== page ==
The city can also expect around $3 million in park impact fees to be generated in the next two years, and Meyer said this will help the city greatly.
“This is our main source of funding for our new park infrastructure, recreation infrastructure,” she said. “This is the fund we are using to pay for our debt service for the Town Square Park that we just purchased.”
The biggest revenue source that city staff is anticipating is from the charge of service for the utility operating fund, which is expected to bring in roughly $61.4 million during this biennium.
Meyer then talked to the council about the calendar for voting on the finalized budget as well as the city’s property tax levy. A public hearing for both topics is scheduled on Nov. 14, and Meyer said the council will be expected to vote on the matter at its next meeting on Nov. 21.
However, some councilmembers felt there was too much of a time constraint on further discussion and wanted the vote to be pushed back another week to the council’s Nov. 28 meeting.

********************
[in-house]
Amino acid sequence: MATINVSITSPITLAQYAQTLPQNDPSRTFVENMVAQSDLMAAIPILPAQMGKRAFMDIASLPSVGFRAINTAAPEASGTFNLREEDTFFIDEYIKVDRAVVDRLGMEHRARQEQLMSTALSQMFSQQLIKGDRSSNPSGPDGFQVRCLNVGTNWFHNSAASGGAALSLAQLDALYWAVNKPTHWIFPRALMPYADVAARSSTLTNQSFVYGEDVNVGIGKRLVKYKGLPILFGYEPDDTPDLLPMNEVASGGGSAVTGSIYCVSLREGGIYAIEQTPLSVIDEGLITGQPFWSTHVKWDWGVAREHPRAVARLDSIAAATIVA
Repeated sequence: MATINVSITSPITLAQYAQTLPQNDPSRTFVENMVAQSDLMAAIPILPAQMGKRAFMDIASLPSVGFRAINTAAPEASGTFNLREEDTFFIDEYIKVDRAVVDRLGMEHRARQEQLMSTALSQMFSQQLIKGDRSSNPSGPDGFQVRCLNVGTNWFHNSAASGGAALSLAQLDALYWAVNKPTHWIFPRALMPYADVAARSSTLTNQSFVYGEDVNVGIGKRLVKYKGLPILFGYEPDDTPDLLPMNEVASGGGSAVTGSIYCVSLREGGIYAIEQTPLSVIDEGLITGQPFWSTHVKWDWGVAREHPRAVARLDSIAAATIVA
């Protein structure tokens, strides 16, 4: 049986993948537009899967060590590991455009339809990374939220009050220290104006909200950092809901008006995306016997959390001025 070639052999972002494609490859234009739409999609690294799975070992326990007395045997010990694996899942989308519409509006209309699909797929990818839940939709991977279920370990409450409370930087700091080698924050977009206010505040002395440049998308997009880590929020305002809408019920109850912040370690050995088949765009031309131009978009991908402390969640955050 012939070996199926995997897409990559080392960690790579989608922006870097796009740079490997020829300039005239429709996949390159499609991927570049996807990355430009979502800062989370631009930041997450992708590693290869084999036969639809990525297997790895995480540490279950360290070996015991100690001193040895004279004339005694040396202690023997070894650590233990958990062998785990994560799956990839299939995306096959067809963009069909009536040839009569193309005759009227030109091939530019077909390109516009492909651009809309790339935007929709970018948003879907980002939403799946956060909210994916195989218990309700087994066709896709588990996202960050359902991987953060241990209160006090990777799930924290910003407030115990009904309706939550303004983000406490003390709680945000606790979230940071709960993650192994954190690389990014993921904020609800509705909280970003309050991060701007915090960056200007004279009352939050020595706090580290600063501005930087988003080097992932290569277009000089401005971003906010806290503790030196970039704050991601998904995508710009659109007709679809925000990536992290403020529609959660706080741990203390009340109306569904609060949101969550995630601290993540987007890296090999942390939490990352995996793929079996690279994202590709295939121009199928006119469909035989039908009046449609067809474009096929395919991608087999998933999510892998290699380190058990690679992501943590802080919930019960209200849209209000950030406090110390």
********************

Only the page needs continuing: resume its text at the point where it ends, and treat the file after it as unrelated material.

Council President Hurst said he would prefer a vote on Nov. 28 so council has more time to discuss points that he is sure will be brought up during the public hearing on Nov. 14.
“The budget and property taxes is one of the biggest votes that we have,” he said. “I think it would be great on the 21st to have more time to talk about the budget and make sure that we’re all clear and maybe talk about some of the things that we hear at the public hearing.”
Smith made a motion to move the city’s 2023-24 budget vote to the Nov. 28 business meeting and the motion passed unanimously. Hurst moved to move the property tax levy vote to the Nov. 28 meeting as well, and that motion also passed unanimously.
— By Lauren Reichenbach